Chip-and-pin payment terminal help 'not clear'
Many shoppers who have difficulties entering their Pin on a machine when they pay are unaware that an alternative is available.
The UK Payments Council, which oversees payments strategy, said that banks must offer a chip and signature card.
In addition, retailers are obliged to accept these cards.
They are the same as standard Chip-and-pin cards, but when inserted into a card terminal a signature is automatically requested.
Chip and signature cards can be provided to anyone who has difficulty entering their Pin, owing to problems in pressing the numbers on a terminal, visual impairment, or memory or mobility problems.'Control'
"Card payments using Chip-and-pin are now such an integral part of daily life, both for cardholders and retailers, that we hardly even give them a conscious thought," said Adrian Kamellard, chief executive of the Payments Council.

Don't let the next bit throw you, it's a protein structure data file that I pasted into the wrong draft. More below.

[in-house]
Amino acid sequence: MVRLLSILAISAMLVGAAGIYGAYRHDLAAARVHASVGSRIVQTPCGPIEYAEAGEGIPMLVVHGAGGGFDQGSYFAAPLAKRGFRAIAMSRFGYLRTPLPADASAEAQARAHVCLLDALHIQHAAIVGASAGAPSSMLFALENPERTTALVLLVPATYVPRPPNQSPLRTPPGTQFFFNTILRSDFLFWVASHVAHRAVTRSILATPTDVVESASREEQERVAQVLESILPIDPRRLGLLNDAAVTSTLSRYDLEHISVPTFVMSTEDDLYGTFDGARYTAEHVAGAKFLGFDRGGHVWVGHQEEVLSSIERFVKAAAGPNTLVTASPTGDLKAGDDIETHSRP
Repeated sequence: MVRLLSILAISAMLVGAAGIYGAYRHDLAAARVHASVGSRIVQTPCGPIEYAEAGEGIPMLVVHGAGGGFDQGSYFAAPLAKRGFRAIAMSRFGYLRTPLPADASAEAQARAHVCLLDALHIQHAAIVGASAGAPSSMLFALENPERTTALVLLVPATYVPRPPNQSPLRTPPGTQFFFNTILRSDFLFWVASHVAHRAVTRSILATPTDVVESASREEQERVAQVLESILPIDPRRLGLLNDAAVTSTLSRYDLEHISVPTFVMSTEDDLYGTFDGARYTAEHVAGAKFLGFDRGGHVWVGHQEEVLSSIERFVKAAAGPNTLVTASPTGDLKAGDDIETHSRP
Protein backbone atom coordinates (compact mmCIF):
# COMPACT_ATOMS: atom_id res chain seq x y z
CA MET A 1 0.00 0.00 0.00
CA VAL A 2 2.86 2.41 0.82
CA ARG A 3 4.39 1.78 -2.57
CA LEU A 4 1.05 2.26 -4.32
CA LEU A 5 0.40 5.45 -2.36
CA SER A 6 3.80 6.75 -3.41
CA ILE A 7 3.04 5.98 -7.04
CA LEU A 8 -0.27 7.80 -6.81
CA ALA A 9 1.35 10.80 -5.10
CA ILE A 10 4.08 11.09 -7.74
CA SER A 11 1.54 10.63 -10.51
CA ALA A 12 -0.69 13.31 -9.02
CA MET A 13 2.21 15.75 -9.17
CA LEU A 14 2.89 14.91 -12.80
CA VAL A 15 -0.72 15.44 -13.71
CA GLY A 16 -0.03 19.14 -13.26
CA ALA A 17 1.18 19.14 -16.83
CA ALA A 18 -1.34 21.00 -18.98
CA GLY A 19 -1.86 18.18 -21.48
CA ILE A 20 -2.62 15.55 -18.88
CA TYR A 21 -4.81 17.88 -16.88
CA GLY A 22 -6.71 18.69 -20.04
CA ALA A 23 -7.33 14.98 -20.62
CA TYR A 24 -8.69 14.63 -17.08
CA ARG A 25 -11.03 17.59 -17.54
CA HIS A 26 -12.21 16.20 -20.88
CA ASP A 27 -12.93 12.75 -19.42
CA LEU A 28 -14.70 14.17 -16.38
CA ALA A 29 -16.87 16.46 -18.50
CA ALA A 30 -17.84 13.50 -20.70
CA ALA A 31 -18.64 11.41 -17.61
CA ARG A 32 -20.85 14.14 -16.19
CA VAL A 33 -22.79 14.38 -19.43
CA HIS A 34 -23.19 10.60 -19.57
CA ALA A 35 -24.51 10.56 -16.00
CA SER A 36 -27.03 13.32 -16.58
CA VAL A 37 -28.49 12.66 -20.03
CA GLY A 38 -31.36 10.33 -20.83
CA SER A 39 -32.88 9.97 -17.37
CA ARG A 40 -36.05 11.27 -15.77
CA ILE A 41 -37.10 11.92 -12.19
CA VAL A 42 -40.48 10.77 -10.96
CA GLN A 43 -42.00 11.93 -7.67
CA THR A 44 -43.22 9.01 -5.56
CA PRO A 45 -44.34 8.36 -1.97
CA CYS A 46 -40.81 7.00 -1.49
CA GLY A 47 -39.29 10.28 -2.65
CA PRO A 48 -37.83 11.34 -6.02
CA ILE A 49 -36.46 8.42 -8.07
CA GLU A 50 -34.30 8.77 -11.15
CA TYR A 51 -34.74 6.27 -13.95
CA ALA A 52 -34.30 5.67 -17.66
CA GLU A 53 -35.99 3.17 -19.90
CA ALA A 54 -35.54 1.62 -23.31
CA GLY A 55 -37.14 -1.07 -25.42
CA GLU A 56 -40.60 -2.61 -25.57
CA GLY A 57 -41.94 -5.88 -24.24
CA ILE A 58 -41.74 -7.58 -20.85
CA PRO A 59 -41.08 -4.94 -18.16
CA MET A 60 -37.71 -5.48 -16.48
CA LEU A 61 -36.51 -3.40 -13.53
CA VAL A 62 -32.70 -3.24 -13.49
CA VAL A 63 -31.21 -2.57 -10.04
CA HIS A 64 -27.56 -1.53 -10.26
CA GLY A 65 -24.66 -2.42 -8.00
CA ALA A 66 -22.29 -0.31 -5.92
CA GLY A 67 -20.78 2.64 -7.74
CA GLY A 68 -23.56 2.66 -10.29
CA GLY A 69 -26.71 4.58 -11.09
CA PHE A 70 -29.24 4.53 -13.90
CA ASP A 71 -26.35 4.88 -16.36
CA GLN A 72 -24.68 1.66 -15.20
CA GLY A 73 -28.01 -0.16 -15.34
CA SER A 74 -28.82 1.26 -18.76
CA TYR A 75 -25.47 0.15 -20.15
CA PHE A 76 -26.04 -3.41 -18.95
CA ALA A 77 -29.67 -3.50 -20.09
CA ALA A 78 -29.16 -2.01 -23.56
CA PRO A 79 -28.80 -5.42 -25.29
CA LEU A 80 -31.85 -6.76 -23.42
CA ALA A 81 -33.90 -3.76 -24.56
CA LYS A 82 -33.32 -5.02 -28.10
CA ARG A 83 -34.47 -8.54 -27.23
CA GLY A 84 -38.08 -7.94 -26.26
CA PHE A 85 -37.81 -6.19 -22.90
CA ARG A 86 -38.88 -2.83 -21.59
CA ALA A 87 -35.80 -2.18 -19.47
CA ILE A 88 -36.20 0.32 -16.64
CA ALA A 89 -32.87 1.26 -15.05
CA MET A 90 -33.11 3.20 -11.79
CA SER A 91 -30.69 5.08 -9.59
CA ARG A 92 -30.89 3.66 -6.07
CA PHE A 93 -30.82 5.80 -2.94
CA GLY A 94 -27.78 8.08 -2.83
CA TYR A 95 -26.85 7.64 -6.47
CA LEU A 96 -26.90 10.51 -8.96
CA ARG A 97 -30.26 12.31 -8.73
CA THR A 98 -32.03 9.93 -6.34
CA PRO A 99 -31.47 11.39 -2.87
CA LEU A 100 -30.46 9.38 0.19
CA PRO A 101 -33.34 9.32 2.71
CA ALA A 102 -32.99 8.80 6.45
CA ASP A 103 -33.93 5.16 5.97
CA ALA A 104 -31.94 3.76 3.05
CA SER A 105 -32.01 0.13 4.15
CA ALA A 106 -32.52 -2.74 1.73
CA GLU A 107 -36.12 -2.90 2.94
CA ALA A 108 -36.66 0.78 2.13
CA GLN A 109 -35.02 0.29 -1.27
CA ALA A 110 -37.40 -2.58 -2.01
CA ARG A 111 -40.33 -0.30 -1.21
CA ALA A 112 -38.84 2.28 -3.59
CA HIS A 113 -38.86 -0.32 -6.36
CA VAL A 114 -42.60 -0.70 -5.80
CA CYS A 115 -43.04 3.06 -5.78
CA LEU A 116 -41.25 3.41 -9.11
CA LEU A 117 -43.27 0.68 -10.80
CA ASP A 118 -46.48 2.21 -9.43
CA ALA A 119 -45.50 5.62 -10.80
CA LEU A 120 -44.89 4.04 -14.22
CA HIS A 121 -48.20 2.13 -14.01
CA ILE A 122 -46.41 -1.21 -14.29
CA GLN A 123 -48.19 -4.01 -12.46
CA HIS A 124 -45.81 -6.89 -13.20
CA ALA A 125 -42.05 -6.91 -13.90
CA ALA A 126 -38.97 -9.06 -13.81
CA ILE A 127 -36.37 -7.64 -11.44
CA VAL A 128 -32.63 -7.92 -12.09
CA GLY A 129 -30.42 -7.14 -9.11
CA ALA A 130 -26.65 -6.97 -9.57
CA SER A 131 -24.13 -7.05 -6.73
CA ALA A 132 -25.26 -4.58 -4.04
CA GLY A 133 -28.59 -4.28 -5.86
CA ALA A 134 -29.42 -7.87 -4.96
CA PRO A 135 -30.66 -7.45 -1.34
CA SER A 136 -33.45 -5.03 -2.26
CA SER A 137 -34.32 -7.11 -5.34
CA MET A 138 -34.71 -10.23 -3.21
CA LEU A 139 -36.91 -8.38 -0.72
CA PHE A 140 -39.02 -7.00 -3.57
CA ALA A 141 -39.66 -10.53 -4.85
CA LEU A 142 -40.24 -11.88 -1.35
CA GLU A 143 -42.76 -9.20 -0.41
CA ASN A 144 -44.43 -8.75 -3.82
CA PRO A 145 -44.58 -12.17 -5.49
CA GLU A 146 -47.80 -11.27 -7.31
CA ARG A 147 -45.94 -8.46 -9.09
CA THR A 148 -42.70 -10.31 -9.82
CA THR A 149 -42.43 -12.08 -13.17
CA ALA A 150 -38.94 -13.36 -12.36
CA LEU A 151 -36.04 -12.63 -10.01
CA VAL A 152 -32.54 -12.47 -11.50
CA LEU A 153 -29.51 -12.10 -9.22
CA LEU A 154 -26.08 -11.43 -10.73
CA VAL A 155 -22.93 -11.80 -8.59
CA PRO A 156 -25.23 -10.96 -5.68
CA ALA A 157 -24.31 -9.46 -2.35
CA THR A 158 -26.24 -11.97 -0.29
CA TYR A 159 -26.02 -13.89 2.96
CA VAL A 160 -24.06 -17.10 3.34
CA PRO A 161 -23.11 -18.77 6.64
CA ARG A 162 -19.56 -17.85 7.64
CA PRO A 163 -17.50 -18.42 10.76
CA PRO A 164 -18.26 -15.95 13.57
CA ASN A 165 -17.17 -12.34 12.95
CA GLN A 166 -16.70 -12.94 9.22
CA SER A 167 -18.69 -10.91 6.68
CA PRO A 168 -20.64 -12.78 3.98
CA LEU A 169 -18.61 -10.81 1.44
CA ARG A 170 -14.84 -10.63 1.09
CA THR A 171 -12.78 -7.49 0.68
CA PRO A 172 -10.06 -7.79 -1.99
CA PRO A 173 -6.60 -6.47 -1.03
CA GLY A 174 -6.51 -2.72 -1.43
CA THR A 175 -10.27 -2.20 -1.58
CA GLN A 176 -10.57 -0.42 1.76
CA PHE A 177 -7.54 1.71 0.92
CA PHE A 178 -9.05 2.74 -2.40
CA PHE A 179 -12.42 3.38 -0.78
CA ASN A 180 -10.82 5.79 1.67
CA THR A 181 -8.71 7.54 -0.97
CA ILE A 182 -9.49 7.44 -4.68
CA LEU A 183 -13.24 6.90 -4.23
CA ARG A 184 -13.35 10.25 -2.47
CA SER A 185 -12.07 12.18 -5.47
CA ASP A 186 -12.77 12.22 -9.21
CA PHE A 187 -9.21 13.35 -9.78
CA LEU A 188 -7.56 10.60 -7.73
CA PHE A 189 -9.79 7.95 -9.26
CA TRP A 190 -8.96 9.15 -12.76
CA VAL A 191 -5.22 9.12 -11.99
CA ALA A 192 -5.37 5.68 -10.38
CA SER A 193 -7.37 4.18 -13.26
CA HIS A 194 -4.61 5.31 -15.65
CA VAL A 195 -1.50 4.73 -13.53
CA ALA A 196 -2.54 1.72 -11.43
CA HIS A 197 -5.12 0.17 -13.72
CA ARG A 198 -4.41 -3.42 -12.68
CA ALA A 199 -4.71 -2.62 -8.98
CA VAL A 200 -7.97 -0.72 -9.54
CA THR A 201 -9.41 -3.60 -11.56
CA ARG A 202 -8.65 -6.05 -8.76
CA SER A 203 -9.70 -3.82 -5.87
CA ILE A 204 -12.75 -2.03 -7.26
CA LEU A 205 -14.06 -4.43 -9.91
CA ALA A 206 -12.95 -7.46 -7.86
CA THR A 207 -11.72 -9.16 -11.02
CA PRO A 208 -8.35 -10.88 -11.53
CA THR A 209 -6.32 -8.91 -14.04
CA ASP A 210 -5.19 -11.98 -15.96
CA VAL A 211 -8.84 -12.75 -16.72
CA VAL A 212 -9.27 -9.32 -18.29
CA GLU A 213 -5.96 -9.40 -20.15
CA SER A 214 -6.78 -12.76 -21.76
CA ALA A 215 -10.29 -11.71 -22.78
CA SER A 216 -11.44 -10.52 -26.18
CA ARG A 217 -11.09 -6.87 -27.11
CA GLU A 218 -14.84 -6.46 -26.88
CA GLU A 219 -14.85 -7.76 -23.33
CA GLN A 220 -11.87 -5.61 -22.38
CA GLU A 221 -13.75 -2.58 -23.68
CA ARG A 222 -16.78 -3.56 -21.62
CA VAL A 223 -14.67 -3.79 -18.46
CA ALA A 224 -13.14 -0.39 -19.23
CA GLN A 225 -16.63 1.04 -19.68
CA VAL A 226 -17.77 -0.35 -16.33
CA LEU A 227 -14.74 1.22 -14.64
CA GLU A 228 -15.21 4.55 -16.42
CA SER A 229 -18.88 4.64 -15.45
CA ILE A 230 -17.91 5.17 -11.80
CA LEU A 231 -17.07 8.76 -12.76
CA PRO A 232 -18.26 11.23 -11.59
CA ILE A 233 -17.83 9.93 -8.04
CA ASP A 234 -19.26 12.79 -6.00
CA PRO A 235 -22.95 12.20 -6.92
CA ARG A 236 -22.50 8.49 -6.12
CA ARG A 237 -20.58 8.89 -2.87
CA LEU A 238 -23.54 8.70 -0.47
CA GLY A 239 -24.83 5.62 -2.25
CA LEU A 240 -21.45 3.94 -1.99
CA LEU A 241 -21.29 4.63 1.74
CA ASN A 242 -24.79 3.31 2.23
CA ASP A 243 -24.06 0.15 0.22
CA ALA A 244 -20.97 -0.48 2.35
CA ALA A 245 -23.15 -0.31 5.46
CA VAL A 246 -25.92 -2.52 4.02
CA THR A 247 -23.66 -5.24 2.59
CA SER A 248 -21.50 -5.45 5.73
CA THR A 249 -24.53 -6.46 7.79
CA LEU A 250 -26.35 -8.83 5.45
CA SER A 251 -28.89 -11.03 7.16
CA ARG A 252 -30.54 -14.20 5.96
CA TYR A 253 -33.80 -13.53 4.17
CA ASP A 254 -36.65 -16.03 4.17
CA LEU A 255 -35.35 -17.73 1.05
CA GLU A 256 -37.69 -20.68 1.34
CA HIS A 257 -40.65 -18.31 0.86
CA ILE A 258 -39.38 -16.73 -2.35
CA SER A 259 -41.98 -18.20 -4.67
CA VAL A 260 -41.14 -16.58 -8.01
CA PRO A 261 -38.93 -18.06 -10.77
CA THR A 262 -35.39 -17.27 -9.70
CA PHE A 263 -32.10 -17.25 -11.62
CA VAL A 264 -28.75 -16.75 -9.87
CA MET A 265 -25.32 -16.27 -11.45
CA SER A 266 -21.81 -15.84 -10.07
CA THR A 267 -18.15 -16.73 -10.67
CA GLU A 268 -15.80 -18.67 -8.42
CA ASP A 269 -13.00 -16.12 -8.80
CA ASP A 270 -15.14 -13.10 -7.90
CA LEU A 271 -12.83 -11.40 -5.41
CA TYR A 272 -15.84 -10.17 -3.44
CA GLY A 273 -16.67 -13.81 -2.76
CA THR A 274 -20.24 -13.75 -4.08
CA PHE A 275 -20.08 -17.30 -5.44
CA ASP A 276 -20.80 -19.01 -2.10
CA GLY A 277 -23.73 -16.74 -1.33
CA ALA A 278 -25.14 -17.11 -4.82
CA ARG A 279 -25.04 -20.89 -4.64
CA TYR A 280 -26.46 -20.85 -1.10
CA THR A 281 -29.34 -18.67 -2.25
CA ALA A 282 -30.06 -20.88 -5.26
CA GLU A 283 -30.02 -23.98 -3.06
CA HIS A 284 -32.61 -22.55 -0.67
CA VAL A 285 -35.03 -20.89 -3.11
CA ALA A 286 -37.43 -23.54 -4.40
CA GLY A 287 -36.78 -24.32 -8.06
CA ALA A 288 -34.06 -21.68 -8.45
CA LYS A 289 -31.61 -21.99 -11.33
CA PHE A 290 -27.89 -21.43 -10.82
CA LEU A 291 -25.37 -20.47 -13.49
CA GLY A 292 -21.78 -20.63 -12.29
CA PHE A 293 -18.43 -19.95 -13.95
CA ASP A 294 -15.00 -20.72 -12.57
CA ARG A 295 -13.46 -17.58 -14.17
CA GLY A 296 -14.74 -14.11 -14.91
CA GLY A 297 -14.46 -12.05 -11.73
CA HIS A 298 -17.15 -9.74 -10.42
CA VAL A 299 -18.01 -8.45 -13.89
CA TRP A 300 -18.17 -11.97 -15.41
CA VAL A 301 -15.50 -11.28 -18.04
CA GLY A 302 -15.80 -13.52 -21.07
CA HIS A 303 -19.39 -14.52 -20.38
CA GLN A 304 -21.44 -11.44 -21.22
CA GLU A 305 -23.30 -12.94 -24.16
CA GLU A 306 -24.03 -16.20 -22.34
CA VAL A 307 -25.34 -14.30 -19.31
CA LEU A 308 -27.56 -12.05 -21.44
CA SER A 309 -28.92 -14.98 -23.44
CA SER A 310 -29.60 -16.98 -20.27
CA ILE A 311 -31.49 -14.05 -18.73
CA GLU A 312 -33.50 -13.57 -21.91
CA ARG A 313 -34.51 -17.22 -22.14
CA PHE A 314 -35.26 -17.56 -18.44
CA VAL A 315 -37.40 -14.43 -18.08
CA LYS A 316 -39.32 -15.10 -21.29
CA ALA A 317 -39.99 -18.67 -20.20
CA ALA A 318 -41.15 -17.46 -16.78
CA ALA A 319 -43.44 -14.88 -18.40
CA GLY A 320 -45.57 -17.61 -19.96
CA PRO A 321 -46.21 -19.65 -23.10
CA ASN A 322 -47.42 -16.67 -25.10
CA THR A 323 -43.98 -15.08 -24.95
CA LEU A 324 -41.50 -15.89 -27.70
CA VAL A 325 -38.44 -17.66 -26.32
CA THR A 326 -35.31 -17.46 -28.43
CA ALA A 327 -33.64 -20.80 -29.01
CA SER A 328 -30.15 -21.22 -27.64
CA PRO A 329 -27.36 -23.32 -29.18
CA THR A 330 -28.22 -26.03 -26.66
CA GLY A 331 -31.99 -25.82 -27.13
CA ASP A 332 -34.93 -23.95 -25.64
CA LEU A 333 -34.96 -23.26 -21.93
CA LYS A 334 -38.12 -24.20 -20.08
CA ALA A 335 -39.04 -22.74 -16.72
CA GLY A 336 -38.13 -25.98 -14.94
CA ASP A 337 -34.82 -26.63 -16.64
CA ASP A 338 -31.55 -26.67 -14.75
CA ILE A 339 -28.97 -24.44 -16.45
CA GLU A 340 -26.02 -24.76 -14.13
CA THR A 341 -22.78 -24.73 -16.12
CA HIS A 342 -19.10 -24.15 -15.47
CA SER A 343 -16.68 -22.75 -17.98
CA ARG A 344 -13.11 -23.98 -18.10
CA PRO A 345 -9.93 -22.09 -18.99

"Yet there are many cardholders only using a signature, which is why it is vital that retailers know that they can accept chip and signature cards from these customers with confidence.
"They just need to follow the prompt on their point-of-sale terminal which will advise them to accept a signature," he said.
Charities have welcomed the renewed guidance to retailers about chip and signature cards, as more people could require these cards among an ageing population.
"For some, the cards mean that they can have total control over their finances and will not have to ask someone else to get cash for them," said Michelle Mitchell, charity director general of Age UK.
"It is important that the public is aware that chip and signature cards are available from banks and building societies and that every retailer is obliged to accept them."
However, chip and signature cards are not accepted at self-service check-out machines in places like supermarkets and petrol stations.